Last December was the deadline for training workers on the new Globally Harmonized System. Now OSHA wants you to turn your attention to updating your Hazard Communications plan to include the new GHS approach.
This week OSHA released two new documents to help guide companies in meeting the compliance requirements for GHS:
- “Hazard Communication: Small Entity Compliance Guide for Employers That Use Hazardous Chemicals” and
- “Steps to an Effective Hazardous Communication Program for Employers That Use Hazardous Chemicals”
OSHA says they offer employers “clear steps to create an effective hazard communication program — including a sample program and a quick guide to hazard communication training.”
Why the big push? The transition to the international GHS standard has a number of deadlines.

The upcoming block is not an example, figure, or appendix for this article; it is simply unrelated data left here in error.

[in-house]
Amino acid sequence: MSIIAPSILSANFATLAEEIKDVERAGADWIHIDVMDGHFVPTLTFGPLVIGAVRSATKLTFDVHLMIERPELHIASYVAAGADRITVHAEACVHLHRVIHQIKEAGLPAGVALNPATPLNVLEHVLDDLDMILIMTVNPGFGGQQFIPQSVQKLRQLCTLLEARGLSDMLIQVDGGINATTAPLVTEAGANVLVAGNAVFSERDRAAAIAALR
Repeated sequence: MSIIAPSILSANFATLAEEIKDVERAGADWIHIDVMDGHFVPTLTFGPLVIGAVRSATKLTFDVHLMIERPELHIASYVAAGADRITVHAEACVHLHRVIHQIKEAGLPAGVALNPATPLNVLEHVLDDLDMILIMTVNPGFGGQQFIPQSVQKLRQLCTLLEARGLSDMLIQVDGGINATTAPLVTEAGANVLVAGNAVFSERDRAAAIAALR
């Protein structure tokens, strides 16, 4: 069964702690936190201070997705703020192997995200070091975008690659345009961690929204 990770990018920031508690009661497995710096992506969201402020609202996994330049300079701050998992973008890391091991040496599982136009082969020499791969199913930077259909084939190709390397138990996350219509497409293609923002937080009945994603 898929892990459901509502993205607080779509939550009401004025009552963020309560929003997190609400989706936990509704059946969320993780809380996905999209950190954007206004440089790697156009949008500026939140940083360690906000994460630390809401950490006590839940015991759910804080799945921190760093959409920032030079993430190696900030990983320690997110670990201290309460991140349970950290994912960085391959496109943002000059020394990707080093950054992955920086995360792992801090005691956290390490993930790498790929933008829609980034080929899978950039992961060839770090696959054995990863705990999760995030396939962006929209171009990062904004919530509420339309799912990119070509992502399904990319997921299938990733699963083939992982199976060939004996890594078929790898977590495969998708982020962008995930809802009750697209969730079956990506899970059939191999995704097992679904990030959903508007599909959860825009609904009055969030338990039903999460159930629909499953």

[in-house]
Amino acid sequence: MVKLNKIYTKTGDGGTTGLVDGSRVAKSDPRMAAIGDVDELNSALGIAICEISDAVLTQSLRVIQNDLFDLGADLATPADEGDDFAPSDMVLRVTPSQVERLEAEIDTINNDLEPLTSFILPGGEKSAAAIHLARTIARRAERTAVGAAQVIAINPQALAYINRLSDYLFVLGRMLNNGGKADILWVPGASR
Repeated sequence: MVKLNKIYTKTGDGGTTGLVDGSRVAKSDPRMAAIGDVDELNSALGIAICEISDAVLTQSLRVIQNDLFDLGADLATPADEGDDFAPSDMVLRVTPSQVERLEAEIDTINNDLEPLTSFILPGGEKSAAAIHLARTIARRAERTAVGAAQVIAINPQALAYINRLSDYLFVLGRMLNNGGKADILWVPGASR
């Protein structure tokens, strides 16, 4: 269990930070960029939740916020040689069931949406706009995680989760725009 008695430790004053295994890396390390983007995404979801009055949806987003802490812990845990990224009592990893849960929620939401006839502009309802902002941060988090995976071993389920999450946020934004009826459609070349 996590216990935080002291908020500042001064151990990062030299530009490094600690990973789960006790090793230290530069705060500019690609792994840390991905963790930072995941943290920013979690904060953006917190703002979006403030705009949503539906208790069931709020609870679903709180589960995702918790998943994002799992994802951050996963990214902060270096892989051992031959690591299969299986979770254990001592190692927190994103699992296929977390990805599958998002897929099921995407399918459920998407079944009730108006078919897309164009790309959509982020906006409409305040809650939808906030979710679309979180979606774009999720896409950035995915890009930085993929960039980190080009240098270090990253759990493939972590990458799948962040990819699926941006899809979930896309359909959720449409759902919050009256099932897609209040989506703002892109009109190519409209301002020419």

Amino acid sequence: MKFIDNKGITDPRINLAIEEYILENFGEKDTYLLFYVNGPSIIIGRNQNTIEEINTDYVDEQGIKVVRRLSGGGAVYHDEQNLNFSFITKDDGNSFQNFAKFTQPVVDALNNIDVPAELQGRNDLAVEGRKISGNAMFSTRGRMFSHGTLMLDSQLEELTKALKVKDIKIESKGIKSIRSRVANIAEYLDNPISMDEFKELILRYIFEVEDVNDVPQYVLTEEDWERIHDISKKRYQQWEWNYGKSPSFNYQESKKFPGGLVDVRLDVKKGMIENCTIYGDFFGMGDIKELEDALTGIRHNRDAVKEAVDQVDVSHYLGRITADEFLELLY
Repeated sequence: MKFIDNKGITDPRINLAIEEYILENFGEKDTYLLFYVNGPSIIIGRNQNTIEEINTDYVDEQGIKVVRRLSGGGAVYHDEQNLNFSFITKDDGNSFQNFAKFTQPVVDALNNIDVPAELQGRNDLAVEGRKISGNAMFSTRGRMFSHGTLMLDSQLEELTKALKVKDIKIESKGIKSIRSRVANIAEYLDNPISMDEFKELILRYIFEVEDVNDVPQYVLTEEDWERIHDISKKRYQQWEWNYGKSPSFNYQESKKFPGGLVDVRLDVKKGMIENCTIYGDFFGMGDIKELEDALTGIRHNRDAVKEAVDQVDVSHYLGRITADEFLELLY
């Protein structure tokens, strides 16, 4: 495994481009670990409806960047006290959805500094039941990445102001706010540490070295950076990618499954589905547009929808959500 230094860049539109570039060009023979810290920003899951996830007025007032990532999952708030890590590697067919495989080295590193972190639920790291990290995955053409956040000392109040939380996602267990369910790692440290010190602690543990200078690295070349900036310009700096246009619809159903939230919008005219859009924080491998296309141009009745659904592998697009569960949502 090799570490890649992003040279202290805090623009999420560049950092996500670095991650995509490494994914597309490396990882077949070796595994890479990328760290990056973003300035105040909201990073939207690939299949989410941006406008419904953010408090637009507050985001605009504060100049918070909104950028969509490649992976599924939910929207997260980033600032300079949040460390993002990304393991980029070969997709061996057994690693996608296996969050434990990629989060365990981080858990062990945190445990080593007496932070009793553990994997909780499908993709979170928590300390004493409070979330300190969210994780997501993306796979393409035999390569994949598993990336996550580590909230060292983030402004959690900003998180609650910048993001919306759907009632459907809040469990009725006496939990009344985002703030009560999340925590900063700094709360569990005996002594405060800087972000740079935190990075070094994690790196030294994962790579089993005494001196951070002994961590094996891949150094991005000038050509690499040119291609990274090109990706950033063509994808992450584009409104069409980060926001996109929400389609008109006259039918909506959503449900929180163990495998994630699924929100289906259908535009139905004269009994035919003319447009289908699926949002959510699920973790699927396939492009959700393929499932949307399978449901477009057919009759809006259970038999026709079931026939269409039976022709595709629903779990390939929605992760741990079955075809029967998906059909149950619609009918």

- December, 2013: Companies had to train workers on the new GHS changes.
- June, 2015: Manufacturers have to have their new labeling and data sheet completed.
- December 2015: All shipped hazardous chemicals must use the new formats.
OSHA wants to make sure companies are staying ahead of the deadlines.
The training deadline was the part that everyone had their eyes on because it carried the threat of penalties if workers are not trained. So far there has not been much word of OSHA fining companies that have not done the training. However, An OSHA official told a conference last week that the agency’s enforcement division is developing a compliance directive on the standard. That would guide OSHA’s enforcement actions against companies that didn’t bother to train.
Why the delay on enforcement? Call it a gift for procrastinators. It is not uncommon for agencies to give industry a short grace period when a new regulation comes out so that companies have a chance to come into compliance.